The first Test between Australia and India will take place in Adelaide after a major reshuffling of the series following the death last week of Australian batsman Phillip Hughes.
The first Test was supposed to start in Brisbane on Thursday but has been delayed by a week and switched to Adelaide to give grief-stricken players more time to recover with Hughes' funeral taking place on Wednesday.
"Nobody should underestimate just what these players are going through right now," Cricket Australia (CA) chief executive James Sutherland said in a statement on Monday.
"These are difficult days and we need to support them in dealing with their grief.
"It's very clear that playing a Test right now is just too soon and we are reacting accordingly."
Cricket Australia and the Board of Control for Cricket in India met with the players' union (ACA) and other key stakeholders, including broadcasters and commercial partners, before agreeing on a new schedule for the lucrative Border-Gavaskar series.
The dates for three of the four Tests were changed and the entire series squeezed into 33 days, despite fears of player burnout before the World Cup, which will be held in Australia and New Zealand early next year.
"Based on our discussions with the players and with support of health experts, we believed the first Test in Brisbane was still too early for them to return to the field, and that the Adelaide Test presents more time for them to grieve and mentally prepare," ACA chief executive Alistair Nicholson said.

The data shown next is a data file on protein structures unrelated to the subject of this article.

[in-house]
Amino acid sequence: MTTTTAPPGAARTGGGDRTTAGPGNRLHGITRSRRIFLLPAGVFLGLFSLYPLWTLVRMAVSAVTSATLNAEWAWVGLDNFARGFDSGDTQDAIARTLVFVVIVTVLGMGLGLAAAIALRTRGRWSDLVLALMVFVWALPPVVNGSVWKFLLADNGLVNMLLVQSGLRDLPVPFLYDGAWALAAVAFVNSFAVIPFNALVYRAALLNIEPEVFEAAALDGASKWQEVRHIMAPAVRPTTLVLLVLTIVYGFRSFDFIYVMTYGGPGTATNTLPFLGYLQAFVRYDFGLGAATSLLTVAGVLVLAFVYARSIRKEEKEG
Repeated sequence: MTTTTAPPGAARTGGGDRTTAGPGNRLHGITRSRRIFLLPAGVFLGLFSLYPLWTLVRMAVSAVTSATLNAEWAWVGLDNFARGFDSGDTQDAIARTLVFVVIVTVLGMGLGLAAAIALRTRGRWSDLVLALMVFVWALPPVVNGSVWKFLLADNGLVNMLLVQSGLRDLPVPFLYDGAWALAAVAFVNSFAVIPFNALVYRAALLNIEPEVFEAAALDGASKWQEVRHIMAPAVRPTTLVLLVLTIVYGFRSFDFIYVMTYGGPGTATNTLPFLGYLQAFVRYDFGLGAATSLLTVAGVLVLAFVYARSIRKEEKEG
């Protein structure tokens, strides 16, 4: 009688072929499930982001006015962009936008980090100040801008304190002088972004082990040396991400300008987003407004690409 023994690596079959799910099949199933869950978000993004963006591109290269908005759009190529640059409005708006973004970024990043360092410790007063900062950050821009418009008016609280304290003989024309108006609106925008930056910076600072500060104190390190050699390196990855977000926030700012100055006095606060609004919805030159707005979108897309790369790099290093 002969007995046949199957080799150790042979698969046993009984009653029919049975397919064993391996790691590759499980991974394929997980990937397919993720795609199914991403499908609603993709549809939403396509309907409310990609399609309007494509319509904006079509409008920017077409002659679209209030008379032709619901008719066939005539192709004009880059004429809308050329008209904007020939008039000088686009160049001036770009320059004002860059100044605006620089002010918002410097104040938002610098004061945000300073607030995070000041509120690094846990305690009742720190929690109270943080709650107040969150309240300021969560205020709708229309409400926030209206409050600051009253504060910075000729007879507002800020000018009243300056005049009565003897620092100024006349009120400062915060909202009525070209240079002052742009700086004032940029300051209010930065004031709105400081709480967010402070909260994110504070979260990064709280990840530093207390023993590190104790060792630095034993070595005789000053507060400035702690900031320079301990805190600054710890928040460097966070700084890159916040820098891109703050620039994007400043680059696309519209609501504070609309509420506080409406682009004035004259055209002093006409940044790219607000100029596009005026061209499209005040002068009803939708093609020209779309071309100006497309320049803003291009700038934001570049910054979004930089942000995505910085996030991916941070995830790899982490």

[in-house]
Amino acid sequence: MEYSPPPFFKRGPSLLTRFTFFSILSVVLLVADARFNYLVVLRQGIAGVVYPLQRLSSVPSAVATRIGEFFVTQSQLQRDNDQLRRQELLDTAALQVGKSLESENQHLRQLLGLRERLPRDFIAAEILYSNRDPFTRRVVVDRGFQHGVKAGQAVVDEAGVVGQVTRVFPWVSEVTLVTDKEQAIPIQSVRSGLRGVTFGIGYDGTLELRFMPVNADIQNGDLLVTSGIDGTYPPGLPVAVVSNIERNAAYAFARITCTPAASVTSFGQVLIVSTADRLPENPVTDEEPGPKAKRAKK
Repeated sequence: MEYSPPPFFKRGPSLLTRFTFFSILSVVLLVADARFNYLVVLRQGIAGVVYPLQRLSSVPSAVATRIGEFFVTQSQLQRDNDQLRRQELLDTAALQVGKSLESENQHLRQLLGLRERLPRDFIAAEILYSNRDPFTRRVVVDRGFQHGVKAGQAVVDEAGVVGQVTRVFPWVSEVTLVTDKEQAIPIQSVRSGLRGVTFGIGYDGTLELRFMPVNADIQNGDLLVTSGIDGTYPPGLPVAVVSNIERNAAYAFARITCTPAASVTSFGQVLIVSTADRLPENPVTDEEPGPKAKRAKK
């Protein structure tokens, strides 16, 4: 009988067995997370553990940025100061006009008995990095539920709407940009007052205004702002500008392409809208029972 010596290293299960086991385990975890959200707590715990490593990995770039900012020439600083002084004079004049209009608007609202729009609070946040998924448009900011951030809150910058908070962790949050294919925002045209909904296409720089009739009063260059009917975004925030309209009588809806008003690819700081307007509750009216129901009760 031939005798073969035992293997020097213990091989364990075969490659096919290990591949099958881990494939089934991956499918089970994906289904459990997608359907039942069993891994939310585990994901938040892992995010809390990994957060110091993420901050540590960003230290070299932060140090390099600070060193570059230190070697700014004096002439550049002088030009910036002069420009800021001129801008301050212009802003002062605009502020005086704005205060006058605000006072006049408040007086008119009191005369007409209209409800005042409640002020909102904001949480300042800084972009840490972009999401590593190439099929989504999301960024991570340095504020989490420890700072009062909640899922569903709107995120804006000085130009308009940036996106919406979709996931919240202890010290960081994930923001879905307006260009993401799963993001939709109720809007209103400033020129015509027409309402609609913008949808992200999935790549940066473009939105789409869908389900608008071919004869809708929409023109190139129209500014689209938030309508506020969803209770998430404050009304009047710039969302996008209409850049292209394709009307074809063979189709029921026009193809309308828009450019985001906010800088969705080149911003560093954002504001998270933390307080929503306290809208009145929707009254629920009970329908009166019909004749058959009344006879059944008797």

Adelaide Oval, which was due to host the second Test from December 12-16, will now host the series opener from December 9-13, in what is sure to be a highly emotional occasion.
Brisbane will now host the second Test from December 17-21 while the third Test will proceed as planned from December 26-30 in Melbourne.
The fourth and final Test will still take place in Sydney in the New Year, but will start on January 6, three days later than originally scheduled.
Some changes were expected after CA postponed the start of the first Test and the Indian team, currently in Adelaide, cancelled their flight to Brisbane on Monday.
Hughes died in a Sydney hospital last Thursday, two days after he was struck in the head by a short-pitched delivery during a domestic first-class match.
His death has triggered an outpouring of emotion, sympathy and support from inside and outside the cricketing world.
The funeral for the left-hander, who would have turned 26 on Sunday, will be held in his hometown of Macksville in northern New South Wales.
Hughes was a popular member of the Australian cricket community and several members of the Australian team were playing in the match when he was struck by the ball.